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Thursday’s high, 88; Overnight low 66







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Oil and gas report published….new law will  help farmers moving large equipment…Smethport man accused of unauthorized use of a vehicle….Wilcox woman arrested for setting a small fire….

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The 2018 Oil and Gas Annual Report released today by the Department of Environmental Protection (DEP) shows that internal restructuring and continued expansion of electronic tools increased permitting and inspection efficiency, while also increasing the overall strength of DEP’s oversight, even as unconventional gas production reached a record level in Pennsylvania.

The report notes that DEP personnel completed 36,873 compliance inspections at conventional and unconventional well sites last year, about 585 more than in 2017. The surface activities inspection process moved to tablet computers, making it much more efficient and getting the results to operators and the public faster. All inspections are now done electronically.

The year also brought advancements in permitting. DEP launched an updated Erosion and Sediment Control General Permit, ESCGP-3, in electronic format and provided extensive training to industry on both the new requirements and the electronic application. This surface-activities permit is the second permit to go online, following the subsurface well-drilling e-permit, which rolled out in 2017.

Electronic permit applications eliminate DEP data entry, ensure that applications are complete when submitted, and enable operators to pay permit fees online.

In addition, DEP simplified its internal oil and gas permit review structure statewide, grouping personnel into surface and subsurface programs for enhanced communications and teamwork. By the end of the year, average review time for the ESCGP had dropped to 157 days in the southwest and 85 days in the rest of the state. The average time to review well-drilling permit applications shortened to about 39 days statewide. Across DEP permit backlog has been reduced from more than 8,700 in early 2016 to just 635 in June 2019. Inspection efficiency has also improved by approximately 20 percent through the use of portable tablets and other technological improvements.

DEP issued 1,868 unconventional well permits in 2018, about 160 fewer than the previous year. Sustained low commodity prices coupled with longer wellbores contributed to a decline in permit applications. An interactive map shows well drilling locations by county.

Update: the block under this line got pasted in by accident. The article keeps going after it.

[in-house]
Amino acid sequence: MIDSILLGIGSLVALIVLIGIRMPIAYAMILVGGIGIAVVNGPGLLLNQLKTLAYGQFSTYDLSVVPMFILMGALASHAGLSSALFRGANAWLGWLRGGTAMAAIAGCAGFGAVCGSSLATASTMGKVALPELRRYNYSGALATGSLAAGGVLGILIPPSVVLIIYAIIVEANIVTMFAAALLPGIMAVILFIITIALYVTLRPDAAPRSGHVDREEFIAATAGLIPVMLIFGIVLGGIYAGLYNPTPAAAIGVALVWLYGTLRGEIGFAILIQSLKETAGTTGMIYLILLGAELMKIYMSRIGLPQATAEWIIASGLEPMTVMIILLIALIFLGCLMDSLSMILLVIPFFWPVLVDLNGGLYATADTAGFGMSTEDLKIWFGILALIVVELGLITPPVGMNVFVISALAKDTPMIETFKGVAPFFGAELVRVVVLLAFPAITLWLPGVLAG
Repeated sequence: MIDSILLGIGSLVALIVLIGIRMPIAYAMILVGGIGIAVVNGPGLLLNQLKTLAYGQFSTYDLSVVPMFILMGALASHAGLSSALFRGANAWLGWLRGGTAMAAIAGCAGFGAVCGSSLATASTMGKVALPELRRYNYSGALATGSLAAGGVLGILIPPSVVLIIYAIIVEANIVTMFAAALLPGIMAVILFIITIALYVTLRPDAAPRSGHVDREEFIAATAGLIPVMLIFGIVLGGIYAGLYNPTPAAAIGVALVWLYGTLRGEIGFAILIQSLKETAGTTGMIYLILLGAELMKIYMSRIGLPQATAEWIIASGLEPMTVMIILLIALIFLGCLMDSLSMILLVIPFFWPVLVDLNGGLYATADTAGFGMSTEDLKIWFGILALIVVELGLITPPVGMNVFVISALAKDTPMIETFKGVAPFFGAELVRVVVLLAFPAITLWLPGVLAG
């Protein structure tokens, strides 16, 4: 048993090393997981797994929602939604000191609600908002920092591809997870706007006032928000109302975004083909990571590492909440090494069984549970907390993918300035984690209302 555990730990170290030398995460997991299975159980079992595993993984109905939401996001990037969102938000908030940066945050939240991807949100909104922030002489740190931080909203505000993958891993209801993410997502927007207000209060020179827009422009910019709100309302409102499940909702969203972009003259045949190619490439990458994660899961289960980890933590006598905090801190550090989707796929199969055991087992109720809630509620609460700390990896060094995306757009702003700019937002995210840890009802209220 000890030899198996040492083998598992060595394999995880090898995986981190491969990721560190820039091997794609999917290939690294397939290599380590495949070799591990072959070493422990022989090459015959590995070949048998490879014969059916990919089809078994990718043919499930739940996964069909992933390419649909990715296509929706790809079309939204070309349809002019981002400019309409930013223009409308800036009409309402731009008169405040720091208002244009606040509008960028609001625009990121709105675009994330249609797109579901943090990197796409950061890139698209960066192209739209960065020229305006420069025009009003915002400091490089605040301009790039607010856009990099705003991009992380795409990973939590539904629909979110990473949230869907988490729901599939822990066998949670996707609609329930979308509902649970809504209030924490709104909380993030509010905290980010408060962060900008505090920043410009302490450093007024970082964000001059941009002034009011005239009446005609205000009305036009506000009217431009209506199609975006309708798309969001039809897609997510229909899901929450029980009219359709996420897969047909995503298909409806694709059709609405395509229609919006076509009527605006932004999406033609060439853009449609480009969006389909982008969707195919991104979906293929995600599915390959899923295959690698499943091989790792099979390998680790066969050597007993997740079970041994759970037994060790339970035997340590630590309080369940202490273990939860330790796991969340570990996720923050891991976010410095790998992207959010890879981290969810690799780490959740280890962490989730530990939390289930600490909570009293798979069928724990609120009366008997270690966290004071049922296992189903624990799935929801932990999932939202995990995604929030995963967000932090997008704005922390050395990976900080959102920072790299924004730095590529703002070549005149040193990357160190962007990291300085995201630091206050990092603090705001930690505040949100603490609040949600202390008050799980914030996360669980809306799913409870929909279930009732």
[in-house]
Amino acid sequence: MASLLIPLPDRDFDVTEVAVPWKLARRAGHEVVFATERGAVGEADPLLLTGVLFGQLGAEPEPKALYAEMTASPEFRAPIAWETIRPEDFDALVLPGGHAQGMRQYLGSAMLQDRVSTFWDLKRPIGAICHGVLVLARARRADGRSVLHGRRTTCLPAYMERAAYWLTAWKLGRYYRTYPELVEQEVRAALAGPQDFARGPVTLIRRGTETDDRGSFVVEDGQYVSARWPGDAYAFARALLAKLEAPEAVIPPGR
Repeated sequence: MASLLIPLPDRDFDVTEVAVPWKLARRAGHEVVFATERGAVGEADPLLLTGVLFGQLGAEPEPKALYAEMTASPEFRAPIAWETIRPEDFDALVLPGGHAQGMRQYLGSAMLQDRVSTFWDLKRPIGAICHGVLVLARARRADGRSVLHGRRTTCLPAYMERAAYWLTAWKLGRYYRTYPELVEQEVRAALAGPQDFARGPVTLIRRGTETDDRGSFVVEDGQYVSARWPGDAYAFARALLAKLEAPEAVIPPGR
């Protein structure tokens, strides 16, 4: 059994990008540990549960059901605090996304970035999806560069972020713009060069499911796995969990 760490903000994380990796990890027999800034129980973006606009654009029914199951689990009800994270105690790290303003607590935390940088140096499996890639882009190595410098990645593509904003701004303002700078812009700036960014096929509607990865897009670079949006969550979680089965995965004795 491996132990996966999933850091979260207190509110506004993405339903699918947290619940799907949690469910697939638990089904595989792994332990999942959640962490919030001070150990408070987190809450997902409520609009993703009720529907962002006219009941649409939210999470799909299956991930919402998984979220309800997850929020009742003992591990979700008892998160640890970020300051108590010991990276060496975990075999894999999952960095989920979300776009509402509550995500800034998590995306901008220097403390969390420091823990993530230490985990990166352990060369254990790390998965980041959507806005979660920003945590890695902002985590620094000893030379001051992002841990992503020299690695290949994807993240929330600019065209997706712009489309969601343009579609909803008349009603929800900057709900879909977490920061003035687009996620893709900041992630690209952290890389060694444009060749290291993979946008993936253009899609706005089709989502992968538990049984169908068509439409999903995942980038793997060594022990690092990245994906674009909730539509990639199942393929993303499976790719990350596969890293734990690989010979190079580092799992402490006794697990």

Unconventional well operators produced 6.1 trillion cubic feet of natural gas, an increase of .8 trillion cubic feet over 2017 and the largest volume of natural gas produced in Pennsylvania in a single year.

Through a comprehensive outreach program, DEP assisted operators in achieving a record high 97 percent submission rate for required emergency response plans in 2018, capping several years of effort to increase compliance in this area.

The interactive, multimedia annual report offers several levels of data: the year in review; deeper detail and historical data; and educational overviews of drilling and the regulatory process statewide. For example, users can compare how much gas was produced over the past 10 years, and drill down to see production by individual well.


The annual report also features a section on the many ways the public can stay up-to-date on regulations, for example, by signing up for email notifications or attending Oil and Gas Technical Advisory Board Meetings in person or by webinar.

A new law was designed to remove a barrier which results in frustration for farmers who have to haul combines on Pennsylvania highways. The new law increases the allowable width for farm equipment under the vehicle code from 16 feet to 18 feet. Over the years, farm machinery  has grown in size as it becomes more technologically advanced. The bill’s sponsor says it’s time for state law to evolve.

A 25 year old East Smethport man is being accused of unauthorized use of a vehicle late last night. When Smethport Borough police located the 2003 Chevrolet Caviler and tried to make a traffic stop, they driver failed to yield and tried to flee. He was apprehended and arrested for active McKean County warrants then was remanded to the McKean County Jail. His name was not released by authorities.

A 57year old Wilcox woman is facing an arson charge for torching an abandoned house located at 66 Oak Street in Jones Township, Elk County. The damage to the building owned by Lea Mowrey, also of Wilcox is estimated to be $100 but is not covered by insurance.